Which brings us to offensive coordinator Brian Schottenheimer, who has faced criticism in the past for complicating what should be pretty simple: use the run to set up the pass. On Monday, head coach Rex Ryan didn't mince words. "We've got to get a heck of a lot better here," he said. "We're a team that prides itself on running the football, being able to run and we haven't been successful so far."
As Grantland.com's Bill Barnwell observed on Twitter, "The Jets are really going to a run-happy offense before they play the Patriots? With that secondary? OK."
|Whatever you do, DON'T kick to Devin Hester. Duh. (US PRESSWIRE)|
Evidently, not in Carolina, because the Panthers played well enough to beat the Bears in Chicago … if not for two bone-headed special teams miscues that involved kicking or punting the ball right to Hester. It doesn't take any talent to kick (hey, having Chicago start at the 40 is better than the alternative) or punt the ball out of bounds. Even Jimmy Clausen could do that (too much? Sorry Jimbo, force of habit). The thought, it seems, never occurred to Panthers special teams coach Brian Murphy.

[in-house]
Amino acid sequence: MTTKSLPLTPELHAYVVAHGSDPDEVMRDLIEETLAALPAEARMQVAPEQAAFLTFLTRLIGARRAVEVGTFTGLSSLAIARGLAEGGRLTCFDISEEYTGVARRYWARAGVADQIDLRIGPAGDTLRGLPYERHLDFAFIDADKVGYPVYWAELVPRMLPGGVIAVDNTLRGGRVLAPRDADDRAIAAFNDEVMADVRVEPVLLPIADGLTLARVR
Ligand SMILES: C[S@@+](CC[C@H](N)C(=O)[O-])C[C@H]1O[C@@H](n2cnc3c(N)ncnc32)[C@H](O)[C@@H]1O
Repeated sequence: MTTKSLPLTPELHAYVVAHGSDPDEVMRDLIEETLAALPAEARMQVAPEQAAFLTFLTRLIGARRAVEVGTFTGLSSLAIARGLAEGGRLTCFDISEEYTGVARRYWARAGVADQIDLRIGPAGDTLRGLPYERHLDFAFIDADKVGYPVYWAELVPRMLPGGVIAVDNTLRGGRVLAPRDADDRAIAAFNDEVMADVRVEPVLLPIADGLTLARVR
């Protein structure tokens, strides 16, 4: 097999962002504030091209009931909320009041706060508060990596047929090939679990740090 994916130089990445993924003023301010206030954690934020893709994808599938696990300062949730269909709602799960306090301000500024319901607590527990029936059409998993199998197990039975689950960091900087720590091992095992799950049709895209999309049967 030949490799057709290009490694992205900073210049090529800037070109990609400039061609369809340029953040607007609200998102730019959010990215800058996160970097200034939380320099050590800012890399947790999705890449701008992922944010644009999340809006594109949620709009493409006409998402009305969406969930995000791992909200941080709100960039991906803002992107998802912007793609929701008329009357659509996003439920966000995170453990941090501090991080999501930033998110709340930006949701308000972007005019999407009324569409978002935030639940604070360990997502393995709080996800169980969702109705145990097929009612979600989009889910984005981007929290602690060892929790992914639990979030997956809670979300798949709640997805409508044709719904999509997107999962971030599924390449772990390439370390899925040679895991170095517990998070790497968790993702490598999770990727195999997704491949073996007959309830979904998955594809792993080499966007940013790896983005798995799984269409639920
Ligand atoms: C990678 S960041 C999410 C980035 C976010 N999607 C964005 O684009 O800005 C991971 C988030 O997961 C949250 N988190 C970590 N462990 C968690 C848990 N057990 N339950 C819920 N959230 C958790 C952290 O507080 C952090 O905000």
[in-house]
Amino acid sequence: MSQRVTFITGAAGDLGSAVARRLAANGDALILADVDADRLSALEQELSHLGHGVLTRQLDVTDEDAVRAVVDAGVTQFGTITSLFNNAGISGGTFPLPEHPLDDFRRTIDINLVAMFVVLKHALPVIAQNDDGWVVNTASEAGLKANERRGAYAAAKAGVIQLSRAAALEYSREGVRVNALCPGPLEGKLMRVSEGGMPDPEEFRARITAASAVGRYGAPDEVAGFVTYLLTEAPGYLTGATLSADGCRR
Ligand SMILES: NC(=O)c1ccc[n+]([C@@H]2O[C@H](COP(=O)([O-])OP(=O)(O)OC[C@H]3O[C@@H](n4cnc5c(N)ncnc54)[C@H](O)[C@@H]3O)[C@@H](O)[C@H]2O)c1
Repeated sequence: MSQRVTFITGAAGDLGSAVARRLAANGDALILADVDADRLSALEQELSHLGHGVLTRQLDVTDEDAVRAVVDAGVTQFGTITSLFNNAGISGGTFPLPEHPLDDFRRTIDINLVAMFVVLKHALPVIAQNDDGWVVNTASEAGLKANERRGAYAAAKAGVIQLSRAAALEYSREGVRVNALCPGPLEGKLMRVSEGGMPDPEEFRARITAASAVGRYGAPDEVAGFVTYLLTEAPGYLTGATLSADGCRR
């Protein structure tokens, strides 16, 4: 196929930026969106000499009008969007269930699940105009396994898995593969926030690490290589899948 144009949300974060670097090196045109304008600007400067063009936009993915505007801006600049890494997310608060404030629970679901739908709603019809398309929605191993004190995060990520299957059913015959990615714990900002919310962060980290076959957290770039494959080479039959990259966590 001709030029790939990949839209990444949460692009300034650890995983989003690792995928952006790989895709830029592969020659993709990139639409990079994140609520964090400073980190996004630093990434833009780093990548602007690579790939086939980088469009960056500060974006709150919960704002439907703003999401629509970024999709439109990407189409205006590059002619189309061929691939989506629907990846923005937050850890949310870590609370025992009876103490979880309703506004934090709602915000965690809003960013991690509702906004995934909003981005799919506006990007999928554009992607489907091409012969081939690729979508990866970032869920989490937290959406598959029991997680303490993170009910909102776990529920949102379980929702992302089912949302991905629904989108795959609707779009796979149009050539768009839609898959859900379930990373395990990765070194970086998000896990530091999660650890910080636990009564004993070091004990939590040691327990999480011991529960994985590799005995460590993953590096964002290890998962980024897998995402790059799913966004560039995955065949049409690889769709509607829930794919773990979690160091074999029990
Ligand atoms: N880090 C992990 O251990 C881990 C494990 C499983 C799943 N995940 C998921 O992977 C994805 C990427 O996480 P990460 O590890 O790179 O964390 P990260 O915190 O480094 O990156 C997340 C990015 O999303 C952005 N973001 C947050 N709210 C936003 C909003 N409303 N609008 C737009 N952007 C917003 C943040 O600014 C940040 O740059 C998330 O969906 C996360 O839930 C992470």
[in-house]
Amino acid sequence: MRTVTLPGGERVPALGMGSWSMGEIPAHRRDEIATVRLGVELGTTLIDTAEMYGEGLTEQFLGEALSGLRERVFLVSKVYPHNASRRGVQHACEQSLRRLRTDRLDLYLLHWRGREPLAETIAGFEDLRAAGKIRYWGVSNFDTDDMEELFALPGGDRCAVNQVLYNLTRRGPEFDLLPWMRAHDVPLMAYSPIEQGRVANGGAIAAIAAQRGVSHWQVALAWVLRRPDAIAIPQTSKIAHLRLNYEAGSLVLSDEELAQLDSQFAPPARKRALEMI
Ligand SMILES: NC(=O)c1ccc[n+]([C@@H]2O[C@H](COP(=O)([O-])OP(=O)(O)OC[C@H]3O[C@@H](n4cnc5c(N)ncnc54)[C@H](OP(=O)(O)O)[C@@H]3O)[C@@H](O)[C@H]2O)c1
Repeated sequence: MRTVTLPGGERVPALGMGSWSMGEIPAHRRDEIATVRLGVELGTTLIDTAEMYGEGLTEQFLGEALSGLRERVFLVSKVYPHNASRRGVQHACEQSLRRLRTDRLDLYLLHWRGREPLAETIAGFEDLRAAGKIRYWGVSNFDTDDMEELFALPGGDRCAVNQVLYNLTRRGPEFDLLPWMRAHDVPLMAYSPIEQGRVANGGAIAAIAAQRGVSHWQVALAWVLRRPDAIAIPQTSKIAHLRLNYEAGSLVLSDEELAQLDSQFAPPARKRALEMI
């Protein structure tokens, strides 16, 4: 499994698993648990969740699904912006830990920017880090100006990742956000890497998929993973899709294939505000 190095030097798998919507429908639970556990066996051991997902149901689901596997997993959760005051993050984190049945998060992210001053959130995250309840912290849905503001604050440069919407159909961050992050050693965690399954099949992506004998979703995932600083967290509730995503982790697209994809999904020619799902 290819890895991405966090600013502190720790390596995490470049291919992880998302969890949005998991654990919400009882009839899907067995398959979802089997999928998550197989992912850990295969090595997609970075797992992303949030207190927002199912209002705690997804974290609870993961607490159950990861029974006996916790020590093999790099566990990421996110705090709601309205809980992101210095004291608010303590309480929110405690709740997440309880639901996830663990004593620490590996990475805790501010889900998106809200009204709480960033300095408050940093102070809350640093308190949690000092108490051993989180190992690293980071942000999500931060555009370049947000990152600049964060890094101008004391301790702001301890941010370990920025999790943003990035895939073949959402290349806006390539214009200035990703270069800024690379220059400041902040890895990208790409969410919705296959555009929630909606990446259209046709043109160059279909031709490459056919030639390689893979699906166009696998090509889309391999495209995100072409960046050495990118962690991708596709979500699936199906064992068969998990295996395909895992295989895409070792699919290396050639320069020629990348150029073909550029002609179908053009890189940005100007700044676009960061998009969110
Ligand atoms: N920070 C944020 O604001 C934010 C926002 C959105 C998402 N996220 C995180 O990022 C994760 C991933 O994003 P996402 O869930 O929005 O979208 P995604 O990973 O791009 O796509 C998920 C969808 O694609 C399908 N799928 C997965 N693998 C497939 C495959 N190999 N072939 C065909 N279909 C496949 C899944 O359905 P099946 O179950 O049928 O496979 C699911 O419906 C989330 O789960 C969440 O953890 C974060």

Then again, it may not have been Murphy's call. First year head coach Ron Rivera defended the decision to kick to Hester (which is sorta like trying to defend the decision to put Terence Newman in single coverage opposite Calvin Johnson).
"I am [concerned about the coverage teams] to a degree. The bad thing about it is, again, on the punt return for a touchdown, we had guys in position to make tackles. And we didn't do it, unfortunately," Rivera said. "But we have to do it and we're going to find guys that are going to do it."
Or, you know, just kick it out of bounds.